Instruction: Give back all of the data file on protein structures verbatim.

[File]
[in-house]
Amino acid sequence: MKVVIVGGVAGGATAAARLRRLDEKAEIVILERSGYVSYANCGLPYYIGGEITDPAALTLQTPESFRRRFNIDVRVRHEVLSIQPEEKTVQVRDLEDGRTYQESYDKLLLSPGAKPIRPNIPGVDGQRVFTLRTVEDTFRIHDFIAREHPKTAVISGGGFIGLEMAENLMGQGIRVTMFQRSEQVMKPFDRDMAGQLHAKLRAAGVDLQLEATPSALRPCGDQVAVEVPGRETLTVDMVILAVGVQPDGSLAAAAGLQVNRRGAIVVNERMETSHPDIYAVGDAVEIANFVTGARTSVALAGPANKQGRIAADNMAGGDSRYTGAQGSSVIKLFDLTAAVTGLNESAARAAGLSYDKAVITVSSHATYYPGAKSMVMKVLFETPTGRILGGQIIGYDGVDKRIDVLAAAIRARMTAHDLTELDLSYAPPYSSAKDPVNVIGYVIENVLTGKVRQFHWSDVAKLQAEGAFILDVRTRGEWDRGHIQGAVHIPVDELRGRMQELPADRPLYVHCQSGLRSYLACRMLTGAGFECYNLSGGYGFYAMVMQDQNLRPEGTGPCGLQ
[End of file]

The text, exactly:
[in-house]
Amino acid sequence: MKVVIVGGVAGGATAAARLRRLDEKAEIVILERSGYVSYANCGLPYYIGGEITDPAALTLQTPESFRRRFNIDVRVRHEVLSIQPEEKTVQVRDLEDGRTYQESYDKLLLSPGAKPIRPNIPGVDGQRVFTLRTVEDTFRIHDFIAREHPKTAVISGGGFIGLEMAENLMGQGIRVTMFQRSEQVMKPFDRDMAGQLHAKLRAAGVDLQLEATPSALRPCGDQVAVEVPGRETLTVDMVILAVGVQPDGSLAAAAGLQVNRRGAIVVNERMETSHPDIYAVGDAVEIANFVTGARTSVALAGPANKQGRIAADNMAGGDSRYTGAQGSSVIKLFDLTAAVTGLNESAARAAGLSYDKAVITVSSHATYYPGAKSMVMKVLFETPTGRILGGQIIGYDGVDKRIDVLAAAIRARMTAHDLTELDLSYAPPYSSAKDPVNVIGYVIENVLTGKVRQFHWSDVAKLQAEGAFILDVRTRGEWDRGHIQGAVHIPVDELRGRMQELPADRPLYVHCQSGLRSYLACRMLTGAGFECYNLSGGYGFYAMVMQDQNLRPEGTGPCGLQ